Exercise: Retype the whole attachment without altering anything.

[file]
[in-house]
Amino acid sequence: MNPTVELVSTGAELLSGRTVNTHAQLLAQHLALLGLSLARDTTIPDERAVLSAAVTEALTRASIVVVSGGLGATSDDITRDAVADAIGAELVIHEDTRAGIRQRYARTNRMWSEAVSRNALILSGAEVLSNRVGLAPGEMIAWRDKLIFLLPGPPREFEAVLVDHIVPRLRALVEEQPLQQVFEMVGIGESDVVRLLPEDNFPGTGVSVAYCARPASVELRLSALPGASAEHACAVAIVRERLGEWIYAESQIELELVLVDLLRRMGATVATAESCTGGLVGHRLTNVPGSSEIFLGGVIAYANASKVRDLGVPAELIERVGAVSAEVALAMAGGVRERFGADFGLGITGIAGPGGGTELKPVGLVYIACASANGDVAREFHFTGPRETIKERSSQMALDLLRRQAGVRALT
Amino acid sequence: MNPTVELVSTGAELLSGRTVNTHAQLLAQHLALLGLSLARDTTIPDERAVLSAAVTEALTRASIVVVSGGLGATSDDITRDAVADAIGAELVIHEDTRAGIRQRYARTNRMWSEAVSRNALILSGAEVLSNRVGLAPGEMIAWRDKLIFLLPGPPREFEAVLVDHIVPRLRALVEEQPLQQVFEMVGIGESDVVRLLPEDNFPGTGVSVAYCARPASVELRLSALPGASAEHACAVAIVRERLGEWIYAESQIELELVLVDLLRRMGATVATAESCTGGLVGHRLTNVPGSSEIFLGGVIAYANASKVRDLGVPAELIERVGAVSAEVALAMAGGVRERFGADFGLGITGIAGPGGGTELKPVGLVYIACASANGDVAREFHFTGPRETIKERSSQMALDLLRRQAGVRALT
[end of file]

[in-house]
Amino acid sequence: MNPTVELVSTGAELLSGRTVNTHAQLLAQHLALLGLSLARDTTIPDERAVLSAAVTEALTRASIVVVSGGLGATSDDITRDAVADAIGAELVIHEDTRAGIRQRYARTNRMWSEAVSRNALILSGAEVLSNRVGLAPGEMIAWRDKLIFLLPGPPREFEAVLVDHIVPRLRALVEEQPLQQVFEMVGIGESDVVRLLPEDNFPGTGVSVAYCARPASVELRLSALPGASAEHACAVAIVRERLGEWIYAESQIELELVLVDLLRRMGATVATAESCTGGLVGHRLTNVPGSSEIFLGGVIAYANASKVRDLGVPAELIERVGAVSAEVALAMAGGVRERFGADFGLGITGIAGPGGGTELKPVGLVYIACASANGDVAREFHFTGPRETIKERSSQMALDLLRRQAGVRALT
Amino acid sequence: MNPTVELVSTGAELLSGRTVNTHAQLLAQHLALLGLSLARDTTIPDERAVLSAAVTEALTRASIVVVSGGLGATSDDITRDAVADAIGAELVIHEDTRAGIRQRYARTNRMWSEAVSRNALILSGAEVLSNRVGLAPGEMIAWRDKLIFLLPGPPREFEAVLVDHIVPRLRALVEEQPLQQVFEMVGIGESDVVRLLPEDNFPGTGVSVAYCARPASVELRLSALPGASAEHACAVAIVRERLGEWIYAESQIELELVLVDLLRRMGATVATAESCTGGLVGHRLTNVPGSSEIFLGGVIAYANASKVRDLGVPAELIERVGAVSAEVALAMAGGVRERFGADFGLGITGIAGPGGGTELKPVGLVYIACASANGDVAREFHFTGPRETIKERSSQMALDLLRRQAGVRALT